where matrix Am and Bm are:

The control forces are defined by the relation:

where Gm is the gain matrix in the modal space, obtained from the solution of the Ricatti equation with the modal state matrix Am, Bm given previously. The functional is then written as:

Comparing equation (22) to the equation (9) and taking into account that xm = {η }T = {Φ-1q Φ-1}T , then one can say that:

Again, in this case, if one wants to minimize the output variables instead of the modal state-space variables, the function assumes the form:

where = C-1Qm C.

Assuming that there are some important modes to be controlled, the solution can be truncated using only these modes just by using the corresponding columns of Φ corresponding to these modes (the matrix becomes rectangular). This generates the approximation qi = Φi,j ηj (where nmod is the number of retained modes), or in other words . Again, assuming full state feedback control matrix C and D are defined in the same way, with A and B dimensions being reduced in the proportion of the retained modes. More details in control theory and applications to modal control can be found in Preaumont [12].



This example intends to present a benchmark problem on non-collocated vibration control of a lattice structure. It will be used to compare traditional LQR control performance with the proposed Fuzzy in a number of arrangements. So, consider the example presented by Kwon and Bang [7] for the full state feedback vibration control of a planar truss as shown by Figure 5. This is a problem with 9 degrees of freedom. There are two control forces acting on degrees of freedom 6 and 7, as shown by Figure 5. Data regarding the cross sectional areas, Young's modulus and density are also presented in the Figure 5.



The load influence matrix in this case is given by:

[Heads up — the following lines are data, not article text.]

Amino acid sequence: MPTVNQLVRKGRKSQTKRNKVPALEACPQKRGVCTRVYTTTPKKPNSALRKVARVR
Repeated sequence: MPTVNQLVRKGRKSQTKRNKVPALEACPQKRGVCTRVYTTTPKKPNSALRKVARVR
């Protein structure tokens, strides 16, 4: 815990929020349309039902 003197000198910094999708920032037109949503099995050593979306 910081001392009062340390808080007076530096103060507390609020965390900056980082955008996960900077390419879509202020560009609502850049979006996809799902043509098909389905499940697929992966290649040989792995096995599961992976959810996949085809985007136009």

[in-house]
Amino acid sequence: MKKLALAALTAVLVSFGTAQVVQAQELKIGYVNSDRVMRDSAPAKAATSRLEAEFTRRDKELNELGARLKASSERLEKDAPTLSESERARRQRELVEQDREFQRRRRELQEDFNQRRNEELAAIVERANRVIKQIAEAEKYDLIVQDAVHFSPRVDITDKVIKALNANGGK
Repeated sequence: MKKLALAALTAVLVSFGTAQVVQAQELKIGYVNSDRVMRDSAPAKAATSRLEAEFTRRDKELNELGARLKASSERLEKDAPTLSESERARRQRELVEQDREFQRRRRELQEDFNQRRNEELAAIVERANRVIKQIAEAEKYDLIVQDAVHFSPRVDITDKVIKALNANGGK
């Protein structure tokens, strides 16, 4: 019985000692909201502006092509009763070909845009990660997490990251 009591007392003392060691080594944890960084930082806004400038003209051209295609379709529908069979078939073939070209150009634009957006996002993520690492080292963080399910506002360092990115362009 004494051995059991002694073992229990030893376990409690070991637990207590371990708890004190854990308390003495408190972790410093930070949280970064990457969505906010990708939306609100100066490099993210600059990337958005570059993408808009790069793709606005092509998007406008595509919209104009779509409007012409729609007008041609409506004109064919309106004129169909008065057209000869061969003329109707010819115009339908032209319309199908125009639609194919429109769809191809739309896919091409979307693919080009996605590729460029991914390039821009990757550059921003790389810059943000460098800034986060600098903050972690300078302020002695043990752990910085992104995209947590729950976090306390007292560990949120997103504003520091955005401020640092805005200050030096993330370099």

The initial conditions for the system in this example are given by [7]:

which means prescribed horizontal displacements of 0.1 m on node 2 , vertical displacement of 0.2 m on node 3 and horizontal displacement of -0.2 m on node 4.

In this example there is no damping in the system, therefore D=0. The finite element method for stiffness and consistent mass for simple truss bar elements is used to obtain these matrices. The previous formulation was implemented in Matlab and Simulink scripts so that the gain matrix (G) can be obtained by the LQR method. The Fuzzy controller was implemented based on the Matlab's Fuzzy toolbox.

Figure 6 shows the horizontal and vertical displacements history for node 2 for the uncontrolled system. The results are the same obtained by Kwon and Bang [7].

In the following, the implemented LQR modal controller is tested with this same example. It was chosen random modes to be controlled in order to verify the correctness of the developed code.

In Figure 7 it is compared the performance of the LQR controller and the Modal LQR controller using just the 1st. mode and using the first 4 modes (1st,2nd,3rd,4th) in terms of horizontal and vertical displacements on node 2. Figure 8 shows the horizontal and vertical displacement Power Spectral Densities for node 2 for uncontrolled and controlled system using modal LQR (just 1st mode and 1st to 4th modes). Figure 9 shows the control forces Power Spectral Densities for nodes 4 and 5 comparing uncontrolled and controlled system using modal LQR (1st and 1st to 4th modes). The results shows the effectiveness of conrolling the desirable modes by noticng the decrease in the PSD amplitudes in the corresponding frequencies.was equal to the results presented by Kwon and Bang [7].

4.1 Qualitative estimation of gain matrix

Starting from the uncoupled equation of motion in modal space, one has:

Using the concept of Pseudo-Inverse (J+ = JT (JJT)-1), one can rewrite the previous equation as:

The second part on the right side of the equation gives relevant information related to the control forces, modal displacements and velocities. This part can be used as a first approximation of the gain matrix that will later be used by the Fuzzy controller and added to the inertial forces.